Sciatica | Leg Pain
If you’ve been told that the leg pain and weakness disrupting your life is due to sciatica, you’re probably interested in finding more about what that means.
Sciatica isn’t a condition itself, but a term for the collection of painful symptoms that happen when the sciatic nerve is compressed. The sciatic nerve is the longest in the body, running from the base of the spine through the hips and down both legs. This is why one of the chief symptoms of sciatica is leg pain, and can severely affect your ability to do basic activities like walking or even sitting at your desk.
Sciatica symptoms and their causes
The painful symptoms described by people experiencing sciatica are usually located in the hips, buttocks, legs and can even travel all the way down to the toes. Local back pain is actually rare, even though that is usually where the sciatic nerve gets pinched. In most cases, the compression of the sciatic nerve will only affect one side of the body, although it is possible for both legs to be affected.
Sciatica related leg pain can consist of the following symptoms:
- Burning, shooting pain
- Muscle weakness
There are a variety of conditions that can cause compression of the sciatic nerve, including spinal stenosis, bone spurs, a bulging disc or herniated disc or other degenerative spine conditions. These problems usually develop due to the natural aging process, but traumatic injury can also cause the sciatic nerve to become pinched.
Possible treatments for sciatica, leg pain, and other symptoms
If you are experiencing difficulty related to sciatica, it’s likely your physician has suggested you try a course of conservative treatment options. For many, physical therapy, weight loss, exercise, rest, hot/cold therapy and other options are effective ways to treat sciatic symptoms.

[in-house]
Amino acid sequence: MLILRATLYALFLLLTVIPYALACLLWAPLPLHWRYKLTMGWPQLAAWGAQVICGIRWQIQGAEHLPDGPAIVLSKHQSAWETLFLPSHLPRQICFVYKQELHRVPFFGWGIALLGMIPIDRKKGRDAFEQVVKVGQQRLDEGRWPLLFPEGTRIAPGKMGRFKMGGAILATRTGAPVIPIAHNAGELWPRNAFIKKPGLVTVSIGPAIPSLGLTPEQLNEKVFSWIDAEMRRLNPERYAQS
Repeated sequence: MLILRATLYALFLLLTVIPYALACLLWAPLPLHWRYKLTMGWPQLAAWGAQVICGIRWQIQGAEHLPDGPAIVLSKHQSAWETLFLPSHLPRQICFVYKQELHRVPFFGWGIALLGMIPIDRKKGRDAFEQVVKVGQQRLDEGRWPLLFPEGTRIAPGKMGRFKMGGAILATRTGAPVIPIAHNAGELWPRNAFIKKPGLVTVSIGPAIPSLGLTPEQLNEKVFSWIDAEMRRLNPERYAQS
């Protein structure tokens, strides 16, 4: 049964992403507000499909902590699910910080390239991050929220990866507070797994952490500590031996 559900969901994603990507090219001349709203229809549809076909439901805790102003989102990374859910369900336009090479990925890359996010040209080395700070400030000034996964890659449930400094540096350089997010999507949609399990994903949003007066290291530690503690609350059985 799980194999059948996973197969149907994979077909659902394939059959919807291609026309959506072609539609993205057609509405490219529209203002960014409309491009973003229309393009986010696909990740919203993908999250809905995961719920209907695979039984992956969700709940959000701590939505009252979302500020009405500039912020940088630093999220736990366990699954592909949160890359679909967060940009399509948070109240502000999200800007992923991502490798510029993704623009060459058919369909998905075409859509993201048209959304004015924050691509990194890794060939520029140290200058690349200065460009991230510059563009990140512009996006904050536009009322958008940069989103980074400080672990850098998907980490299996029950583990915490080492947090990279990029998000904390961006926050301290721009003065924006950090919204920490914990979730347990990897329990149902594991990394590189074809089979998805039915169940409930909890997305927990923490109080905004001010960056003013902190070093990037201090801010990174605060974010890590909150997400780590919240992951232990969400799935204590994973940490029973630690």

However, for a small number of individuals, conservative treatment techniques fail to reduce their sciatic pain and other symptoms, and surgery becomes an option.
If this is the situation you’re faced with, contact Laser Spine Institute today. Our skilled surgeons perform a variety of minimally invasive spine surgeries that reduce the risks and avoid the lengthy hospital stays that go with traditional open spine surgeries.
Some patients may be recommended for our minimally invasive decompression surgery, which removes a small piece of the damaged disc, joint or bone that is pressing against the sciatic nerve. For highly degenerative conditions requiring spinal fusion, we perform minimally invasive stabilization procedures that are a safer and more precise alternative to open fusions. Instead of the large incision and heavy metal hardware used in traditional spine fusion, our minimally invasive stabilization only requires a small incision and an artificial disc and/or bone grafts.
To find out if you are a candidate for our minimally invasive spine surgery, contact Laser Spine Institute today and ask for a review of your MRI report or CT scan.